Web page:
Not often does a top professional tennis player, no less the holder of the world No. 1 ranking for more than a year, express a tinge of relief in the aftermath of a defeat.
Shown the exit door from this month’s WTA Cincinnati Open semi-final by Coco Gauff, a player she had beaten seven times before, Swiatek did not have any regret. The Pole was, in fact, happy to get the extra days off in the lead-up to her US Open title defence, saying her fuel tank was “pretty empty”.
And the mind a bit wavered. Over the course of the last couple of weeks the four-time Grand Slam champion, at most times oozing class and composure on and off the court, has spoken about being at the receiving end of excessive online hate and criticism, hit out at late-night match scheduling at tournaments and conveyed her unhappiness over some parts of a Netflix docuseries featuring the current face of women’s tennis.
That’s to go with her two semi-final exits in hard-court events this month after crashing out of the quarter-finals at Wimbledon.
Even for Swiatek, a player who raked in a 37-match win streak last year and a 53-9 win-loss record this season so far, losing tennis matches doesn’t stand out as much as her current mental state does. And bringing that back to her zen-like self will be decisive in the defending champion pulling off the repeat act in the season-ending Slam starting from Monday.
From her own experience of defending her crown at this year’s French Open, the 22-year-old has admitted that carrying the extra little burden “is not easy”. It certainly doesn’t get any easier if there are external distractions creeping in.
After her Round of 16 win over Zheng Qinwen in Cincinnati rallying from a set down, a pensive Swiatek began her press conference with a topic completely unrelated to the match: online hate and criticism. The world No. 1 opened up about how she and her team have to deal with plenty of it after losses, at times even after merely dropping a set. She pleaded for people to be more thoughtful and focus more on the “positive side of what we are doing”.
“It’s kind of sad for me to see that people I work with and myself, we are really judged,” she said in Cincinnati.
A few days before that, the usually diplomatic Pole took on the WTA for not addressing players’ reservations around scheduling matches deep into the night, a recurring theme in the previous tournament in Montreal. Swiatek labelled the Tour “so intense with travel” that she felt the players’ concerns deserved much greater attention.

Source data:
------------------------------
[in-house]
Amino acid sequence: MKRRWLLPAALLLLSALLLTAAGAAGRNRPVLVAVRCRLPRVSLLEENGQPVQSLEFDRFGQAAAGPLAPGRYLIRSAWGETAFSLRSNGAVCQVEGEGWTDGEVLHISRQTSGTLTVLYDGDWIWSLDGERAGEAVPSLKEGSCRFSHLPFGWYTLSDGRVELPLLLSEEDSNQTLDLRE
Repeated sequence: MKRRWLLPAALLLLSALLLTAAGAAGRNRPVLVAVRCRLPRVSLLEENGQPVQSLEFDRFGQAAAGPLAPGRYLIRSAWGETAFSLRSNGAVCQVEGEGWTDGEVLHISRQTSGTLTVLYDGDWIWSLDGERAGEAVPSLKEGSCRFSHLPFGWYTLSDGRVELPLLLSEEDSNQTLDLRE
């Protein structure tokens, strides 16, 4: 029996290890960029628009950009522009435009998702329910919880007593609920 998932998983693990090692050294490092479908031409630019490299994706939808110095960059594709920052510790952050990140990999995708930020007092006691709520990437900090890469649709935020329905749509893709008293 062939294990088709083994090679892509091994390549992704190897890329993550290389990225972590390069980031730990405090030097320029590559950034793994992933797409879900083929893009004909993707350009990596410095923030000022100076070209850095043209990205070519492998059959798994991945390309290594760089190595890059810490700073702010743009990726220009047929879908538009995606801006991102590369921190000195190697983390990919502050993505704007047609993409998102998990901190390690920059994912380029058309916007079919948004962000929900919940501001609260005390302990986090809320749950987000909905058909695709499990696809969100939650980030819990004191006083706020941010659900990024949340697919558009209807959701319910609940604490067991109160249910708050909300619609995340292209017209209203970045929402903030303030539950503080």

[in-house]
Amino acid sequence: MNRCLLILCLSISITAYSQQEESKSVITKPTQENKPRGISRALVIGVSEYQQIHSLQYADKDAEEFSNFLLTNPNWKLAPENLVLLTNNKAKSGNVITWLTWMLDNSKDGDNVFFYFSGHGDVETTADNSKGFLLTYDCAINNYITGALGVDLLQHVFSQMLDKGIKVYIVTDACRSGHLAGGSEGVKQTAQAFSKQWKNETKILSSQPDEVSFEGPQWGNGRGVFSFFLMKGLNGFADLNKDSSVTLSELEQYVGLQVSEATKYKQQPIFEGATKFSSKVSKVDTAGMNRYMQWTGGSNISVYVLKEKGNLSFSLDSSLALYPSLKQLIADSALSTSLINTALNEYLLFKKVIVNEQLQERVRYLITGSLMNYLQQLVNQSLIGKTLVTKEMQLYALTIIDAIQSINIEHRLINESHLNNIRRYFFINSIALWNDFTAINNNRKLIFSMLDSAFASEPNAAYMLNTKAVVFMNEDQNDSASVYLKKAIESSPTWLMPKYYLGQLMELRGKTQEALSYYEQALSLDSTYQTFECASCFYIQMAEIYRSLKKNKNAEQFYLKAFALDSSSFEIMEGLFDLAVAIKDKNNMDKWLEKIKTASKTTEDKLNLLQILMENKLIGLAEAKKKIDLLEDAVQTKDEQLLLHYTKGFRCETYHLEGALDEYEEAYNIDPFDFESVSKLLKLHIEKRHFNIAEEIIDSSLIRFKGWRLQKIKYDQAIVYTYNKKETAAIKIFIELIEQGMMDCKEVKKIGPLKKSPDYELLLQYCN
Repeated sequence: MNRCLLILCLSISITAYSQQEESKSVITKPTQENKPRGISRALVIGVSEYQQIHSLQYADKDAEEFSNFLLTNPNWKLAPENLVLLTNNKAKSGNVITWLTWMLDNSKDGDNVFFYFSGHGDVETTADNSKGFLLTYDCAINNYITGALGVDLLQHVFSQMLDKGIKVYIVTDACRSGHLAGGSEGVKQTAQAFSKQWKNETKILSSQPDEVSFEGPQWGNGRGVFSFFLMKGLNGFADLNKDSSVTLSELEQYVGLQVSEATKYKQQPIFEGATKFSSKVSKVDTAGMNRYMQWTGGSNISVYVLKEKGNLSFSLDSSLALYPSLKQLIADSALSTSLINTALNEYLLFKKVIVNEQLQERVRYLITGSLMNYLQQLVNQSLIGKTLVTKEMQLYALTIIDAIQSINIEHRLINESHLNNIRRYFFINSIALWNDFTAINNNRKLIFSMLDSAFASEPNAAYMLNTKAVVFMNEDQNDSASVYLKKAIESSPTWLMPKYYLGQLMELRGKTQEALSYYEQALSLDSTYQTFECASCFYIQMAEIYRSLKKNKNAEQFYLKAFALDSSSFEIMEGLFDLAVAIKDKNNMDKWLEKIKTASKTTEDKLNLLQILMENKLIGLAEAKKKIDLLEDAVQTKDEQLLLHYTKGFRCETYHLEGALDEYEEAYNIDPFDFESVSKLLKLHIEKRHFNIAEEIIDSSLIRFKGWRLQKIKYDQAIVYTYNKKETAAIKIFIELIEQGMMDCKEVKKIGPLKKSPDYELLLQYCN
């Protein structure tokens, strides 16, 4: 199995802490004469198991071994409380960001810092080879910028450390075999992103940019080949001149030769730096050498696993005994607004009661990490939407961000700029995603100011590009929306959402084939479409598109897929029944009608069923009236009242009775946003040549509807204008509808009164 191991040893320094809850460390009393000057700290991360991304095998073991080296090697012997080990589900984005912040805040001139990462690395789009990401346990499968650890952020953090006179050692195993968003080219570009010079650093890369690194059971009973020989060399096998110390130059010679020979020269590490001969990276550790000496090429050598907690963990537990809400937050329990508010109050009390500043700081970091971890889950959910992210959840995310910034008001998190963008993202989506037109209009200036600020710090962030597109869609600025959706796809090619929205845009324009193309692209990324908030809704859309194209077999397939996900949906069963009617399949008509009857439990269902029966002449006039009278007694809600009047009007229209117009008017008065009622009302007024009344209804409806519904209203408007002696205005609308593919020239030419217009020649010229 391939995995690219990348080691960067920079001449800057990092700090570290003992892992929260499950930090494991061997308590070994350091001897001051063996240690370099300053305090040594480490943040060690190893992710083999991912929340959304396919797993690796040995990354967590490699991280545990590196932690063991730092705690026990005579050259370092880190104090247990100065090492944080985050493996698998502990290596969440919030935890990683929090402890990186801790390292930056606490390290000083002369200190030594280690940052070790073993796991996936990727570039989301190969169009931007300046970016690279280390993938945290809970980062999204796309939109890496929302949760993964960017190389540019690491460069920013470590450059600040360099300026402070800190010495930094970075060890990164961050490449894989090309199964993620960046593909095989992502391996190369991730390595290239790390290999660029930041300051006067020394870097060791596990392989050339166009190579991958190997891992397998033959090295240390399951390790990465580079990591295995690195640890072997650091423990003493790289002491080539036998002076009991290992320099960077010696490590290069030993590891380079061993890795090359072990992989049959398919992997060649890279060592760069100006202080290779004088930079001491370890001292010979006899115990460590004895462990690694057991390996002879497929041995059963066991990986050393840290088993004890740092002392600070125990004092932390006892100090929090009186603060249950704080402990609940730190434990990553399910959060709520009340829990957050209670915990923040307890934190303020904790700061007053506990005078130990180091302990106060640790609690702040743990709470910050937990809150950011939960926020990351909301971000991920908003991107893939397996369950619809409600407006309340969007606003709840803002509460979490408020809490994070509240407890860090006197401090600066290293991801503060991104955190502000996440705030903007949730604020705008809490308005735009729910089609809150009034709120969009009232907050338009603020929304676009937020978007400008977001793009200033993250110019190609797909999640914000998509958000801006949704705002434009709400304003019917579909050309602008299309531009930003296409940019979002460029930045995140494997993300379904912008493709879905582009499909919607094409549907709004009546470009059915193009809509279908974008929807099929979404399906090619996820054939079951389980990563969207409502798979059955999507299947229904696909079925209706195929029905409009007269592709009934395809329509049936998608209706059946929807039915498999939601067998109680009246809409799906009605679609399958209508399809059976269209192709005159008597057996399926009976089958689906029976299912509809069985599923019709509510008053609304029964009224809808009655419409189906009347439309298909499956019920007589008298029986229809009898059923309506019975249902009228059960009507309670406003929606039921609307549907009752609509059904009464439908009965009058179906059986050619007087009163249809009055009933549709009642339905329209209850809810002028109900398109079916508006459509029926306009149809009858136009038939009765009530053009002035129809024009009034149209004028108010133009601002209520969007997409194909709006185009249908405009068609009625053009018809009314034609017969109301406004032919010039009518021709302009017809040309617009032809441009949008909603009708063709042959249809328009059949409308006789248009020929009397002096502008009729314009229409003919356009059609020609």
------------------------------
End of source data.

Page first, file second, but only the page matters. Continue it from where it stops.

Swiatek has played 14 tournaments this year, going deep in most of them. Fatigue tends to play a factor for serial winners in the season-ending Slam in New York. It could well too for the top-ranked Pole, running on an empty tank and a cluttered mind leading into it.
The form, more specifically the losses in the build-up, wouldn’t bother her too much. Swiatek went from her early Wimbledon ouster — not entirely unexpected on grass — to winning on the hard courts of her home WTA 250 event in Warsaw. Her twin WTA 1000 semi-final losses thereafter came against two in-form Americans — Jessica Pegula (Montreal) and Gauff (Cincinnati) — in really tight three-setters.
That’s still a much better build-up compared to last year, when Swiatek suffered third-round exits in both Montreal and Cincinnati and crashed out in the quarter-finals in Warsaw (held on clay). It mattered little in New York, where she brought along her Slam face and game.
Coming through a tricky fourth-round test with German Jule Niemeier — the top seed bounced back after losing the first set 6-2 — Swiatek kicked on. Victories against Pegula, Aryna Sabalenka and Ons Jabeur in the final handed her a first major title on a surface other than clay.
The 2022 US Open triumph, as indeed her two WTA titles on hard courts this season, showed that Swiatek has the game to replicate her clay dominance to hard courts.
At the 2023 US Open for Swiatek, it will be more about the mind.
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